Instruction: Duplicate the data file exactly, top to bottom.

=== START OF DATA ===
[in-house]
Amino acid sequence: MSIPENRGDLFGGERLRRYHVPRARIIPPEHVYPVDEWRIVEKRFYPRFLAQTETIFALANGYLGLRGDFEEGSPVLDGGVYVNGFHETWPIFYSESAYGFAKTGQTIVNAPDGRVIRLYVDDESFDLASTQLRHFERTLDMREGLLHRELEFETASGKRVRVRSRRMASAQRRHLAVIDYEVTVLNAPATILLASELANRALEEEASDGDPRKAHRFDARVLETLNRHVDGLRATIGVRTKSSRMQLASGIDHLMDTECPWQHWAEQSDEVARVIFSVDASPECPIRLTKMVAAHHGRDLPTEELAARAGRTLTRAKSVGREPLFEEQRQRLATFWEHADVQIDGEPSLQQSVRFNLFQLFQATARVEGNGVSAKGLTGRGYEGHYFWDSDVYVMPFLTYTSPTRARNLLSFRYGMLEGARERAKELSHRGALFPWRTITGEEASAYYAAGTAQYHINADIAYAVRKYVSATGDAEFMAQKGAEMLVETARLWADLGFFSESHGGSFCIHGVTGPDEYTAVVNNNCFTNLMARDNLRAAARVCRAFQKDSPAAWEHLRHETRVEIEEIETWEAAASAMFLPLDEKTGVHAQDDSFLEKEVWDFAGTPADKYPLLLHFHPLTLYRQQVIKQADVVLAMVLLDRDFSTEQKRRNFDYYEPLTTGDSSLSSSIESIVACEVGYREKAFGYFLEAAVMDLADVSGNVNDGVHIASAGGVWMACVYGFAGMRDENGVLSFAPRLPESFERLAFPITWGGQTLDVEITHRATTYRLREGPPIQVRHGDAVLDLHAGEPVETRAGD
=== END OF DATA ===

[in-house]
Amino acid sequence: MSIPENRGDLFGGERLRRYHVPRARIIPPEHVYPVDEWRIVEKRFYPRFLAQTETIFALANGYLGLRGDFEEGSPVLDGGVYVNGFHETWPIFYSESAYGFAKTGQTIVNAPDGRVIRLYVDDESFDLASTQLRHFERTLDMREGLLHRELEFETASGKRVRVRSRRMASAQRRHLAVIDYEVTVLNAPATILLASELANRALEEEASDGDPRKAHRFDARVLETLNRHVDGLRATIGVRTKSSRMQLASGIDHLMDTECPWQHWAEQSDEVARVIFSVDASPECPIRLTKMVAAHHGRDLPTEELAARAGRTLTRAKSVGREPLFEEQRQRLATFWEHADVQIDGEPSLQQSVRFNLFQLFQATARVEGNGVSAKGLTGRGYEGHYFWDSDVYVMPFLTYTSPTRARNLLSFRYGMLEGARERAKELSHRGALFPWRTITGEEASAYYAAGTAQYHINADIAYAVRKYVSATGDAEFMAQKGAEMLVETARLWADLGFFSESHGGSFCIHGVTGPDEYTAVVNNNCFTNLMARDNLRAAARVCRAFQKDSPAAWEHLRHETRVEIEEIETWEAAASAMFLPLDEKTGVHAQDDSFLEKEVWDFAGTPADKYPLLLHFHPLTLYRQQVIKQADVVLAMVLLDRDFSTEQKRRNFDYYEPLTTGDSSLSSSIESIVACEVGYREKAFGYFLEAAVMDLADVSGNVNDGVHIASAGGVWMACVYGFAGMRDENGVLSFAPRLPESFERLAFPITWGGQTLDVEITHRATTYRLREGPPIQVRHGDAVLDLHAGEPVETRAGD